Wednesday, September 06, 2000
Book Review: Alive: The Story of the Andes Survivors
Piers Paul Read
Adult, Non-Fiction, Documentary
You might like this book if: You enjoy survival stories, situations where group dynamics and working together are important, or you've heard of this story and are curious about what happened.
In 1972, a plane with 45 Uruguayans went down in the Andes. 16 of those original passengers survived. This is their story. And, yes, it pretty much is as dramatic as that movie-trailer style introduction makes it sound.
It is interesting to read a book like this because so much of the story was known to me, but just like Apollo 13, I really enjoyed it anyway, even knowing the outcome and one of the principal sources of tension. Don't get me wrong, it's a grueling read, but I literally couldn't put it down and read it in one sitting. It is a detailed account of what it takes to survive such seemingly impossible conditions: a plane crash in the high mountains, the difficult weather conditions of late winter/early spring, little food, improper clothing, and no natural resources.
Yet, some did survive, and they did it by dint of faith, determination, incredible creativity and then, of course, being willing to do, as the book cover attests, the unthinkable. They were careful and thoughtful about their food. They rationed, they worked together, they developed a kind of government that kept people honest and contributing. But they still had too little food to survive, so the grueling decision was made to use the bodies of the dead as food. That story is told in full here, and it is difficult to read and think about, but in this straightforward telling, there is no sensationalizing, so there is nothing that is told for mere shock value. This leaves the reader to ponder the obvious questions of "Would I be able to do that?"and "Should they have just given up and died instead of eating the fallen?"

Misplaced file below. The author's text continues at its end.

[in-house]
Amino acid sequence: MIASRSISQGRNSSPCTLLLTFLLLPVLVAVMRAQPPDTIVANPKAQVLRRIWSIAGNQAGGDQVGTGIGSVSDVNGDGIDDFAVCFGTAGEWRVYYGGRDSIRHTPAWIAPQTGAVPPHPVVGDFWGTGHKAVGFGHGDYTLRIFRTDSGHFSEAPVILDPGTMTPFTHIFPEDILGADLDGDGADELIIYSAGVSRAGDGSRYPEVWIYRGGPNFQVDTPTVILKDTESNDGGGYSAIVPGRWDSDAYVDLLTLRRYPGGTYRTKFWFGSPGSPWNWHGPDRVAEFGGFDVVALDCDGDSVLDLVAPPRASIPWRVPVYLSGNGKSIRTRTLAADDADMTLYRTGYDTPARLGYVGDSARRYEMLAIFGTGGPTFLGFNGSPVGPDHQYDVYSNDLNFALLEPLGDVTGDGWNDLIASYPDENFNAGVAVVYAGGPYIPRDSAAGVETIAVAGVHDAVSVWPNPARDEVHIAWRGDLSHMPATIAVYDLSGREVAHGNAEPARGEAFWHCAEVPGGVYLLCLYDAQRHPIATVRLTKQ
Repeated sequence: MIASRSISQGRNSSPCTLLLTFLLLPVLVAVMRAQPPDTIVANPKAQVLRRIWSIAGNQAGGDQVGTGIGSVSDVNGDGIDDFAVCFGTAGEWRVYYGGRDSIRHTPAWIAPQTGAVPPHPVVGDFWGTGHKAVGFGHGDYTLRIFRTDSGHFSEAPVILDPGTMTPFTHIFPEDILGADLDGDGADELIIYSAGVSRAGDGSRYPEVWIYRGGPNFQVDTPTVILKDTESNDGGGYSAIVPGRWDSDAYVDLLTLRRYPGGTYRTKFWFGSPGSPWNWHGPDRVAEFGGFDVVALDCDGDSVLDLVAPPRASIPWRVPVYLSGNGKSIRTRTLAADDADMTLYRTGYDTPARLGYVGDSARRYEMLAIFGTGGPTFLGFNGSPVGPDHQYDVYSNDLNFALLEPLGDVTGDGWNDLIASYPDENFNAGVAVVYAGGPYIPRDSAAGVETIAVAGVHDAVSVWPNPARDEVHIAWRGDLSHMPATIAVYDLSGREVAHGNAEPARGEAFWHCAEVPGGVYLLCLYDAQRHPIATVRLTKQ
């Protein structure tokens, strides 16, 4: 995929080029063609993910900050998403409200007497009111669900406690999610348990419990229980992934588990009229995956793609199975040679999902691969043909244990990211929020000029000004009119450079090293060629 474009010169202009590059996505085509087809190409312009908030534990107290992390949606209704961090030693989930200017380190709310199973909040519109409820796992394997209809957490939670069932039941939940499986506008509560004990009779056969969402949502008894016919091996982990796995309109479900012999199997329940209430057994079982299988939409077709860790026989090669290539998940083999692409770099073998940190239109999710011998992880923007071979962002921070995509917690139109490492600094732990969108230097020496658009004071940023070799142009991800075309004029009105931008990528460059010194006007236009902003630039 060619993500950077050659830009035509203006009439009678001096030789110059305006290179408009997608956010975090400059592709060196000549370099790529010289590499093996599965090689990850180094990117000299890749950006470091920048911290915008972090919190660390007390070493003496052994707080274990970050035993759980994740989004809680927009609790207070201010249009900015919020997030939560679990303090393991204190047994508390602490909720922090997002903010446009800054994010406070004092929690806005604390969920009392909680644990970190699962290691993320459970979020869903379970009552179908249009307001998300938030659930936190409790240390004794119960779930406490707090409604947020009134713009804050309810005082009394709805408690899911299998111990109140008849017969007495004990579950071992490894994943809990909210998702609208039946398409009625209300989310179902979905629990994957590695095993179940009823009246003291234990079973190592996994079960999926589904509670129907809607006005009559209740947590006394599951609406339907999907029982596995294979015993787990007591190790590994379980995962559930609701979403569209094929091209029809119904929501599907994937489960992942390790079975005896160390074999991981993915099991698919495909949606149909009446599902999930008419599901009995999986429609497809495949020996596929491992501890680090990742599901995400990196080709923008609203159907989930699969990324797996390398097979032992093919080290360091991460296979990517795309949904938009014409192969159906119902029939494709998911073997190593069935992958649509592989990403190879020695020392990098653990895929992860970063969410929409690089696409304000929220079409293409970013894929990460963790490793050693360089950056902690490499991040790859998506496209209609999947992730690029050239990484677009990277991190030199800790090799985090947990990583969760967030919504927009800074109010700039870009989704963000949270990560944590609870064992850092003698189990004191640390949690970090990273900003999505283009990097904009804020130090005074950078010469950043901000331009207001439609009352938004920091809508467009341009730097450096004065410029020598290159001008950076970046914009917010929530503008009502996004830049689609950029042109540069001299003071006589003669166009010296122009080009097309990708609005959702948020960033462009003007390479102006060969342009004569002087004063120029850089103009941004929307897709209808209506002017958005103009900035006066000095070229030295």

I also really liked that the author gave nearly as much time to the rescue efforts that were taking place. These parents were relentless in the face of political unrest, developing nations with little resources and skepticism. They would not give up. That was as heroic and meaningful to me as what the boys on the mountain were going through, and the character and faith of the searchers provided some of the best moments of the book for me.
The author met the survivors and he was chosen to write the book, and it appears that he did so with a great deal of personal affection and respect for the survivors. He tells it in true documentary style, as an observer. There is little of editorializing or embellishing and it is left solely up to the reader to form opinions. I appreciated this approach, because in the end, I was cheering and weeping along with the world of 1973. I was able to focus on the real meaning of the story which to me is the power of faith, character, friendship and hard work to give regular people the strength to do amazing things.
Posted by Kellie on Wednesday, September 06, 2000